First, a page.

Photography Criticism & Essays/Photography Reference/Digital Art.
This is an examination of photography employed as a contemporary art medium as things stood approaching 2009 (there’s an updated version from Aug 2020). There has been an ongoing discussion about the validity of photography as a means of such self-expression. Hopefully, that argument has long been won. There can be no doubt many photographs are considered works of art as opposed to the ‘record’ shots the medium was previously restricted to by the art world. Of course, in the days of the instant camera and, more recently, with advances in digital cameras and software, the whole world of photography, along with writing, and to some degree, music, has become infected with the ‘I can easy do that’ attitude held by many amateurs. That’s not to say many non-professionals lack talent, but it’s undeniable that many people believe ownership of a camera makes them a photographer or even a photographic artist, in the same way possession of a computer with keyboard apparently gifts many barely literate individuals with the title of ‘writer’, the ownership of a guitar makes them a musician. It’s wonderful that people try their hand at new skills, but I’d hope they would serve some form of unofficial apprenticeship and learn the necessary skills before imposing their efforts on the public. Rant over.
The book contains the esoteric language beloved of the contemporary art world. It’s almost as if the sector wishes to exclude ordinary humans from their conversations. I accept some specialist terminology as essential, but overuse of such language can be obstructive to many readers.
The photographic content ranges from the frankly banal through to the beautiful and inspiring. There are 248 pages of text and, I guess, well over that number of photographs, some of which are rather too small to be of value. Most, however, illustrate the various points made by the author.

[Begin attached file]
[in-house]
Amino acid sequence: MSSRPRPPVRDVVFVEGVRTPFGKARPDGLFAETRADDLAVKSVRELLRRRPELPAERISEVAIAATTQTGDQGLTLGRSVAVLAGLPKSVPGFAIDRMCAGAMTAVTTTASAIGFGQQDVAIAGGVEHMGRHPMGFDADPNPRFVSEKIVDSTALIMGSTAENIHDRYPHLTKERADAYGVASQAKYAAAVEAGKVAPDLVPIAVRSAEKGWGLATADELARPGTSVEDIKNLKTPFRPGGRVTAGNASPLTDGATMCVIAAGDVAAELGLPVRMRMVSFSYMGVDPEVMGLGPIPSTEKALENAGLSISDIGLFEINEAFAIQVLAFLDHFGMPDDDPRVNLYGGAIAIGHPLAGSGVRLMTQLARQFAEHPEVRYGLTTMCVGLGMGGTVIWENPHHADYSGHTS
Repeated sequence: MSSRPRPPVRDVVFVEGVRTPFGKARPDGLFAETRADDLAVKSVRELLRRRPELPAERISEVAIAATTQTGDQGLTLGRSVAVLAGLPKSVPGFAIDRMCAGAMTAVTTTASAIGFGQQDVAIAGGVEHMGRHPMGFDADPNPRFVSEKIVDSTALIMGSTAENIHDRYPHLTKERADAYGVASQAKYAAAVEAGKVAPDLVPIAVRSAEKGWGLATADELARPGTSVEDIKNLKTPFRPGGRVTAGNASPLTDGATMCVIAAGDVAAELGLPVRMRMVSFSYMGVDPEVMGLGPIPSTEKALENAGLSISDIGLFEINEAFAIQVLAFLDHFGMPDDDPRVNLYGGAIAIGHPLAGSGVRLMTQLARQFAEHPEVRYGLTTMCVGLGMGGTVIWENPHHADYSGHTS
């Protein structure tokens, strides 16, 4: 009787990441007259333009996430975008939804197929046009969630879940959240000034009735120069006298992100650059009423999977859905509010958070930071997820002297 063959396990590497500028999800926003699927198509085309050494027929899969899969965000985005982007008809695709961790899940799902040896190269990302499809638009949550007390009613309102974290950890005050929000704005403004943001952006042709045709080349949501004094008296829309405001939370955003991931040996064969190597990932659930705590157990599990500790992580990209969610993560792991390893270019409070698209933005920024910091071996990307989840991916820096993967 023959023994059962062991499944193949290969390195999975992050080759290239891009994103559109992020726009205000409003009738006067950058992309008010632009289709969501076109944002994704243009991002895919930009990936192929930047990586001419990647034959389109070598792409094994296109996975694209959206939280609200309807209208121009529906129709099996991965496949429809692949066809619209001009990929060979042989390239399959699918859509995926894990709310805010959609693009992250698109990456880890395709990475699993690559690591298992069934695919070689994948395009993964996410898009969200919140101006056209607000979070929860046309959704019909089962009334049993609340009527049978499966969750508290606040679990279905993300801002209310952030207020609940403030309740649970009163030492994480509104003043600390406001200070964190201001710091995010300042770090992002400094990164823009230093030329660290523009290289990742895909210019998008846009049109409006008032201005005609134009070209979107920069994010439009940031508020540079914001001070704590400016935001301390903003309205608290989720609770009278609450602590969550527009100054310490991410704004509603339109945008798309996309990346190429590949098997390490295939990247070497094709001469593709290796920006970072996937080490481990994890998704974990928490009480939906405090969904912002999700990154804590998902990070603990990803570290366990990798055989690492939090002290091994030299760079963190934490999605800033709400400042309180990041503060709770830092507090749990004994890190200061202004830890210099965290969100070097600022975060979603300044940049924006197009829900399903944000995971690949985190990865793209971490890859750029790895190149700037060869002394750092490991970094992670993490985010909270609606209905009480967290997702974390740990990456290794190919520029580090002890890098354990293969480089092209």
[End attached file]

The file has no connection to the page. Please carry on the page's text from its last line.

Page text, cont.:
The book is divided into eight chapters as follows: If This Is Art, Once Upon a Time, Deadpan, Something and Nothing, Intimate Life, Moments in History, Revived and Remade, and Physical and Material. Each section deals with the type of pictures that can be placed under such headings. Over 200 photographers are displayed here, most of whom I’d not come across until I read the book. Many of them also work in art with other media as well, using photography as only one means of self-expression.
Talking with a young woman who’d recently finished a degree course in photography and been required to read this book as part of that course, I asked for her opinion and received the dismissive reply ‘It’s bollocks!’, which I can understand. However, I did find the book instructive in various ways regarding the motivation for certain photographers, and the influences and ambitions that lay behind some of the photographs contained in the book. It is what it says on the cover; a comprehensive review of the photograph as contemporary art, and I’m glad I’ve read it and been introduced to a wide group of photographic artists I might otherwise never have encountered.
For those deeply interested in the topic, I’ve added a comprehensive list of the featured artists on my personal post of this review, as there are too many to include in a normal review.
[Any review is a personal opinion. No reviewer can represent the view of anyone else. The best we can manage is an honest reaction to any given book.]
For the benefit of my visitors here, I’ve listed the featured photographers below, with links to sites bearing more of their images, so those curious enough to investigate further into this world can do so with relative ease. This took quite a time, as you can imagine, with 200 links to collect. Enjoy!
Photographers appearing in ‘The Photograph as Contemporary Art’.